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As I lay on my hardwood living room floor, I pondered whether I was up to the task of sitting up.

My legs and arms felt like bags of sand. Could I safely inch myself into a vertical position while countering my dizziness and the threat of blacking out?

My breathing was shallow. My feet and hands were purple with the cold, even though it was in the high 60s. I aspired to vomiting so the nausea would subside. My brain was a murky soup as my blood pressure plunged to dangerously low levels.

I had ovarian cancer when I was 32. One of the long-term side effects of chemotherapy for me is episodes of very low blood pressure. Whereas a normal blood pressure reading is 120/80, mine has tanked so low as to set records at certain hospitals.

But even in my haze on the floor, I knew I should go to the hospital. I should get a drip. I needed care.

I pictured capable and good-natured doctors and nurses hooking me up to an IV, halting my body’s freefall. But this comforting thought was interrupted by another: the coronavirus. Then I was faced with one unknown, jarring hurdle after another.

Patients like me have questions. A lot of questions

Would the overburdened medics who I had seen in tears on social media have the time to see me at the ER? Or would I be waiting for hours amidst corridor chaos? Would I be distracting them from higher-priority patients? Would the hospital be teeming with people who might have COVID-19 like I saw on the news? Was the entrance to the ER the same? How could I lie across the seats in the waiting area if there were traces of the virus?

And if I got COVID-19, would I survive it? What if I passed it on to my 72-year old mom?

Nope. I was not going in. I’ve had bad episodes like this before. And I always (and eventually) pulled through without permanent physical damage.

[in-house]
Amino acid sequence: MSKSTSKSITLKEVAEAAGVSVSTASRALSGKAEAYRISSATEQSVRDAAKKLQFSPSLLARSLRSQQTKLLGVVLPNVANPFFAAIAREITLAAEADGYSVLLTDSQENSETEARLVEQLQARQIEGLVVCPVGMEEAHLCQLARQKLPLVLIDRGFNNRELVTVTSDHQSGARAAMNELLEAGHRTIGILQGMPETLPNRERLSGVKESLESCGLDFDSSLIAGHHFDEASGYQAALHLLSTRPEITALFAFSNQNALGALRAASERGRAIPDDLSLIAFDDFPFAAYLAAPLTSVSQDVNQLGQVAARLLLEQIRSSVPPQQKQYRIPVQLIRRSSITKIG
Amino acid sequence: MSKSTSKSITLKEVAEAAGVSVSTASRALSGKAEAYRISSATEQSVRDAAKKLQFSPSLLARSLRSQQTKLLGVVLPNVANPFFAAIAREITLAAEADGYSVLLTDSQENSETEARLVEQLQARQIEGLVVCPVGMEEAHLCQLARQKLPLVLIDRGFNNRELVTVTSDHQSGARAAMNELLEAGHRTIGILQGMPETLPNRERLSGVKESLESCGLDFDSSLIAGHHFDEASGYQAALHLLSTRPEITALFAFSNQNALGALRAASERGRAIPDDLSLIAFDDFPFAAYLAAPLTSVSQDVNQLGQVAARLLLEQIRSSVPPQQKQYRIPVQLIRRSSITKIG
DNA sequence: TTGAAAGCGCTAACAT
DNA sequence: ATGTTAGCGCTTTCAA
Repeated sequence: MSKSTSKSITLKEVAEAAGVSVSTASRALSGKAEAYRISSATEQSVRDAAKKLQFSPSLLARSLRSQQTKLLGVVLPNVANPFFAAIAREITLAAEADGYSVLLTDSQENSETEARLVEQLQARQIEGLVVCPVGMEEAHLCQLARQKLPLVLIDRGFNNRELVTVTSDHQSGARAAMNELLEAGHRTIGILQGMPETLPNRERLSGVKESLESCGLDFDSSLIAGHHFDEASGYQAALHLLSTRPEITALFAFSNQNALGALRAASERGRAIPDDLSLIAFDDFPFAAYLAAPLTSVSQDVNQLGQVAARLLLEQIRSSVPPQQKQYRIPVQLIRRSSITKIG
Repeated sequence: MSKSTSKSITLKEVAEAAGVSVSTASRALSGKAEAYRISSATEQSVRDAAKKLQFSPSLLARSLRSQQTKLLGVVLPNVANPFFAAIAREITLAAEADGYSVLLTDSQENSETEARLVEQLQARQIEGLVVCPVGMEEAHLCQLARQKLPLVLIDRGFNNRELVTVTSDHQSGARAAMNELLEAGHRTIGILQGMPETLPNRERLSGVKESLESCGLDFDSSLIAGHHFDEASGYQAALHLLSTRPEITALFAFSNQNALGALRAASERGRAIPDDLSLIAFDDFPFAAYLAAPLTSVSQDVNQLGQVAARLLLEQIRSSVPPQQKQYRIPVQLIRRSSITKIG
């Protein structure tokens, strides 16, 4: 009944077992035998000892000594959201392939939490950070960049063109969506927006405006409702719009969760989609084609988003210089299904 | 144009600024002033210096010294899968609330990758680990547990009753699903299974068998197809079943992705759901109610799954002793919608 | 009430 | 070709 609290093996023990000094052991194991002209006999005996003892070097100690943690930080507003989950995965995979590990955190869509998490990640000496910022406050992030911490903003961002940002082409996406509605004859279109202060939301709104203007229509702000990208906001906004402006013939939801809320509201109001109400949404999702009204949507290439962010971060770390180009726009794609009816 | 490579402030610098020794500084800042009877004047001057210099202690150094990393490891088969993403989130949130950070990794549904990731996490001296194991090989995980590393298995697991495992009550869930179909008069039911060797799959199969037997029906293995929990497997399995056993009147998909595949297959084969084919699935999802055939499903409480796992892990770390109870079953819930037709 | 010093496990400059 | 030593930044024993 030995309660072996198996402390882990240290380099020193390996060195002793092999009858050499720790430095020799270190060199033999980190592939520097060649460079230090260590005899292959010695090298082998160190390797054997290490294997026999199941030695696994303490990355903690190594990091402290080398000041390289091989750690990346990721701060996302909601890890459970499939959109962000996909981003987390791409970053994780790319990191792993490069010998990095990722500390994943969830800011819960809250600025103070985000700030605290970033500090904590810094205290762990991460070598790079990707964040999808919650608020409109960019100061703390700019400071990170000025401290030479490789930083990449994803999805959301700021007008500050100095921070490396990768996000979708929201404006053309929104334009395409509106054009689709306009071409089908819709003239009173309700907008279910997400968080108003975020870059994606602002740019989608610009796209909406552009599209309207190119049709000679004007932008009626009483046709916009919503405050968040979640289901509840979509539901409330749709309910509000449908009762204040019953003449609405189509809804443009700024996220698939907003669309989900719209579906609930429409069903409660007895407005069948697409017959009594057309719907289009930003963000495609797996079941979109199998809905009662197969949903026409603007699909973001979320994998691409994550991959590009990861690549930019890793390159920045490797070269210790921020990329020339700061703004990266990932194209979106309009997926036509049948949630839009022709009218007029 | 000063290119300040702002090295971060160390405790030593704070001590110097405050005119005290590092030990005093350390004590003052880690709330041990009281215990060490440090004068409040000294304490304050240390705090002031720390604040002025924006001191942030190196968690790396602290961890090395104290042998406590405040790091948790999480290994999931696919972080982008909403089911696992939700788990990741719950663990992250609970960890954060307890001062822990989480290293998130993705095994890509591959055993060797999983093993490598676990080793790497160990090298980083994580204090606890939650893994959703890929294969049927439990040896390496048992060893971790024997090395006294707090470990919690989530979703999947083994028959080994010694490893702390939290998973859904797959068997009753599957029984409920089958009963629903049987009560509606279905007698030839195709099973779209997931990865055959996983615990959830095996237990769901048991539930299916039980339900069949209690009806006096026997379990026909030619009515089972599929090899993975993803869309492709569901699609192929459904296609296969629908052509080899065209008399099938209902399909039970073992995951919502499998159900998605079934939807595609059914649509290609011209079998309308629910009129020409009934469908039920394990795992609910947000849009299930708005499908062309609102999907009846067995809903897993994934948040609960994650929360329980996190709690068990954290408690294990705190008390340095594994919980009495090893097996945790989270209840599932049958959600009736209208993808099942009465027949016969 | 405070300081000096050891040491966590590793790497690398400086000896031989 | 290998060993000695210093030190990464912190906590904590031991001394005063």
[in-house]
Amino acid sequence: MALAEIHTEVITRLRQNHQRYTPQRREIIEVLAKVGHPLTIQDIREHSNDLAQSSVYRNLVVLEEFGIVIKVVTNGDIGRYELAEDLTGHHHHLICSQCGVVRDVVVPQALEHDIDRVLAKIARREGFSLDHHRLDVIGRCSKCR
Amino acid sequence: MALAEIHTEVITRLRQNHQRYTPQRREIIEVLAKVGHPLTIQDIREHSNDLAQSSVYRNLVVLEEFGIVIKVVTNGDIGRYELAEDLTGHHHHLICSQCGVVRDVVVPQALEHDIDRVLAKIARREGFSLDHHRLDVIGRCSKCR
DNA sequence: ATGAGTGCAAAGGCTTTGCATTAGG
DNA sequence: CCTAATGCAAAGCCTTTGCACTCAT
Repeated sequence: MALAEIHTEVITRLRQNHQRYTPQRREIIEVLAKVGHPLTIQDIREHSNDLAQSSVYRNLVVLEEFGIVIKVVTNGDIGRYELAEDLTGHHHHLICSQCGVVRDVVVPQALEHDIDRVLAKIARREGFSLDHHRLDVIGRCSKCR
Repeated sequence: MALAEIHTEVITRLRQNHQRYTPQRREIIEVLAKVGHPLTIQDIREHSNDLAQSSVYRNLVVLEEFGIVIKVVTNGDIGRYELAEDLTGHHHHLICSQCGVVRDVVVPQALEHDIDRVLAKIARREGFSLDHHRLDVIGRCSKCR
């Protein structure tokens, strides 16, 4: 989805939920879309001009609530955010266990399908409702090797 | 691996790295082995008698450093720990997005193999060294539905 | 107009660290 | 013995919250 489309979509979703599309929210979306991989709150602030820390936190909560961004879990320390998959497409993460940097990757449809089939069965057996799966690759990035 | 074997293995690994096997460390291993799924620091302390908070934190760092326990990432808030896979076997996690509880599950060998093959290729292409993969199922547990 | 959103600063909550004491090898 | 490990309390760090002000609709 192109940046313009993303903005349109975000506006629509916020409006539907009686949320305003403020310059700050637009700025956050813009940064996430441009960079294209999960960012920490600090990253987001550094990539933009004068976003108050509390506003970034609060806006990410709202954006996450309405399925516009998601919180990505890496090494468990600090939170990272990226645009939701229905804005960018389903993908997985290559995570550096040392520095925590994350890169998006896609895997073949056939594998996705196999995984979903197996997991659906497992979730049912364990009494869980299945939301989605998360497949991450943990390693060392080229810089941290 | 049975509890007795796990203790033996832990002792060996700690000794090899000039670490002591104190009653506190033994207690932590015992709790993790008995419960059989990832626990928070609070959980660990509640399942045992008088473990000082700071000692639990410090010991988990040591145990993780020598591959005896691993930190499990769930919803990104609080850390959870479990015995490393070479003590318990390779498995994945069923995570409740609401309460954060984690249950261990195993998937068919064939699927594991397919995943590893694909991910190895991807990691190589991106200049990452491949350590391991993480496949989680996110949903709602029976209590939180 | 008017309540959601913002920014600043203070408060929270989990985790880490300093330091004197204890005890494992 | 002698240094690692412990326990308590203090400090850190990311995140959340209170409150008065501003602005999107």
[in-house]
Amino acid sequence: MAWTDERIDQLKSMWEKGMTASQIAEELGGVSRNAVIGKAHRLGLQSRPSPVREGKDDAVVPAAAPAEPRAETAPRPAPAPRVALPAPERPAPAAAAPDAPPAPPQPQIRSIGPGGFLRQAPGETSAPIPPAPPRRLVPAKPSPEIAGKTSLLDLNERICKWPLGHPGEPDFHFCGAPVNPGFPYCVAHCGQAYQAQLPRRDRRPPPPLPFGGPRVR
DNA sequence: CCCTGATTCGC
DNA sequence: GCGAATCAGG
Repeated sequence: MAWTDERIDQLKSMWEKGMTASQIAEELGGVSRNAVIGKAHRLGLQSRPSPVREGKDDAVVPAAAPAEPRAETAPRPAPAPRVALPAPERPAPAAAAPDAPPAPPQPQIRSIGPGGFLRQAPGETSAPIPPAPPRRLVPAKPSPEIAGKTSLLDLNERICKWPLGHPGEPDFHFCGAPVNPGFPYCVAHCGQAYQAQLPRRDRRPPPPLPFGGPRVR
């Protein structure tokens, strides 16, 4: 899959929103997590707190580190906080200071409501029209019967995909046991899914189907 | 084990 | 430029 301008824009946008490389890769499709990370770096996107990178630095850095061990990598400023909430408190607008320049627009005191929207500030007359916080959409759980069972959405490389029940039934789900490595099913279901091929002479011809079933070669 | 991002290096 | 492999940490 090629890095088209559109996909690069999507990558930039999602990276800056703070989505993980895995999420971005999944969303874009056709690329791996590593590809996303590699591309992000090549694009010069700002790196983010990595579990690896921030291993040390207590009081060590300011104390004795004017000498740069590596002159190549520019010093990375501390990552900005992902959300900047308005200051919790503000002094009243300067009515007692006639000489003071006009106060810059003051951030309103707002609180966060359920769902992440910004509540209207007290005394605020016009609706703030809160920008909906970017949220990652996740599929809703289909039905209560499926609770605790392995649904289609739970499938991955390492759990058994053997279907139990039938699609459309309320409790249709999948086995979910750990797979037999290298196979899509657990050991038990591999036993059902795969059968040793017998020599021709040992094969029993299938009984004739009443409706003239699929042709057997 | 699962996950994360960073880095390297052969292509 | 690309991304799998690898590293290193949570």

In my mind, this was the responsible choice. Going to the hospital was the risky one.

The disastrous results of delayed care

I was far from alone in delaying or even forgoing necessary medical attention.

Nearly a third of American adults (29 percent) say that they have delayed or avoided medical care because they are concerned about contracting COVID-19, according to an April 2020 poll from the American College of Emergency Physicians. Providers didn’t need a poll to tell them that. They have seen patient volumes at emergency rooms drop by 40 to 50 percent nationwide.

While injuries from traffic accidents may have declined due to stay-at-home orders, heart attacks and strokes likely haven’t.

“People are in this fear mode,” said Dr. John Harold, a cardiologist at Cedars-Sinai Medical Center in Los Angeles and board president of the Los Angeles chapter of the American Heart Association, in an interview with Kaiser Health News.

Many of these patients who aren’t seeking timely care — whether for crisis situations or chronic conditions — are ending up with exacerbated and complicated injuries and illnesses, or in the worst cases, dying at home.

With millions of patients delaying care, coupled with the postponement of months’ worth of elective surgeries, services, and office visits, the financial fallout on healthcare organizations has been described in terms usually reserved for summer action movies: “apocalyptic,” “carnage,” “bloodbath.”

Don’t start with “dear patient”

So how can healthcare systems convince patients to seek in-person medical attention for non-covid related care?